Introduction: Remove the Delete Button on a Digital Picture Viewer to Make It Safe for Grandma
Inspired by the homemade digital picture frame here, I went searching for the parts to build my own. Embarrassingly, I found a cheap enough finished product that I just bought rather than building my own. However, I still managed to figure out a reason to open it up and modify it: the delete button on the front was too easy to hit by mistake. Since I plan to give this to my Grandmother, I didn't want her accidentally deleting the images and having to wait for someone with a laptop to copy the images back.
Step 1: Delete Key Is Just Too Easy
The key with an "x" that is the same size and relative position as the "i," power button key is the delete key. Pressing it twice deletes whatever image is currently displayed. When I was playing with the viewer, I accidentally deleted an image, so I was certain Grandma would as well.
Really, what were they thinking?
Step 2: Crack It Open
It's held together with barbs, so I had to pry it open.
Step 3: Remove the Switch
I could have fired up the soldering iron and desoldered the switch. Instead, I just pried it up with a screwdriver. A trace on the board broke, but I figured it wouldn't matter.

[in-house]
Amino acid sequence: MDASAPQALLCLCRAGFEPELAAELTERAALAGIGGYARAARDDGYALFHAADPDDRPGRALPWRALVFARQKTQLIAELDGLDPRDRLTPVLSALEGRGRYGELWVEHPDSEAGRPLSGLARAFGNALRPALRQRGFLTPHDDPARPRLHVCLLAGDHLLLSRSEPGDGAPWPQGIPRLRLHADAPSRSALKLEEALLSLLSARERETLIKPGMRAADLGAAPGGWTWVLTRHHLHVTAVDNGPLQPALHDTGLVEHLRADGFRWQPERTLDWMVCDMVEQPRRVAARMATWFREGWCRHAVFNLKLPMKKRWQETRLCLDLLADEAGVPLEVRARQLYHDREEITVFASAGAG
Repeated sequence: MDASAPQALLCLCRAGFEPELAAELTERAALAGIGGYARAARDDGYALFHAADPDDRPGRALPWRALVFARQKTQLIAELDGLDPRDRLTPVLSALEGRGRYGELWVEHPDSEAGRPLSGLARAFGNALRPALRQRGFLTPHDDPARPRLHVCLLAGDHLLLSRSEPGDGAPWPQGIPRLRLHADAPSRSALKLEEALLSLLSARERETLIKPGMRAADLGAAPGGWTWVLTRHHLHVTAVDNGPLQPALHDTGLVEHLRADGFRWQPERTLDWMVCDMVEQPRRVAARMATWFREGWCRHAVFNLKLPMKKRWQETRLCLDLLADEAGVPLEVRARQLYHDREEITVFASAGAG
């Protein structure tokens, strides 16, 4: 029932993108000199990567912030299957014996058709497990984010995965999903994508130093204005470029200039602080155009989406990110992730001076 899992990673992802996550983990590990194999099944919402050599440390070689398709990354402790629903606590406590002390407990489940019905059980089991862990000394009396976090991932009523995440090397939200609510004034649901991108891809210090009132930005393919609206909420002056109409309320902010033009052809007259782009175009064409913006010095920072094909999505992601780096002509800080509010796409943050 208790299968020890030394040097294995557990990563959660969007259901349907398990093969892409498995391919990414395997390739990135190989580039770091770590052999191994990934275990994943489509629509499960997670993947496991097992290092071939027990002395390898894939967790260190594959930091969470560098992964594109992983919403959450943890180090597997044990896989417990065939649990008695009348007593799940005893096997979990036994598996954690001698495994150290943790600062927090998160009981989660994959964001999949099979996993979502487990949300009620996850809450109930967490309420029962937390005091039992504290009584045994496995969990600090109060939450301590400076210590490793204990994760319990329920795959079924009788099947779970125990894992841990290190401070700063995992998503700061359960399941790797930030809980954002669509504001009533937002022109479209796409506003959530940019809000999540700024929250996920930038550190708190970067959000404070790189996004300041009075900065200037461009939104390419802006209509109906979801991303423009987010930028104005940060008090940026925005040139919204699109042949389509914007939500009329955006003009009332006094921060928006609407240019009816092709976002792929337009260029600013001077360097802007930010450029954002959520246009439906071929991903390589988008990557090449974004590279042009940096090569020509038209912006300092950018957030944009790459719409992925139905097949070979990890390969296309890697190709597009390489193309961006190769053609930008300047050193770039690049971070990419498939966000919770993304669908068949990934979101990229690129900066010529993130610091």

Step 4: Test, Reassemble, Load With Images, Ship to Grandma
The broken trace didn't affect anything. Now, the delete button is just decoration.
Step 5: Fix Problems With Images
Probably because this thing is so cheap it has some problems with certain images. I never really identified what those problem were but my guesses include images that aren't a "normal" aspect ratio, images that are smaller than 640 pixels wide, and images that have their resolution set to 72 pixels/inch (screen resolution) rather than 300 or so pixels/inch (printing resolution). Problem images would not be displayed by the picture frame.
To fix all my images, I first renamed them to an imgsxxxx.jpg, where xxxx is a number, type format. Then I used Preview on MacOSX to crop both the width and height to 95%. The act of opening the image, cropping it, and saving it seemed to fix them. Cropping to 100% fixed some of the images but not all; losing 5% of the image on the edges seemed like a small price to pay considering this problem was driving me nuts. Automator made it a snap to do this to all 200 images I want to send to Grandma.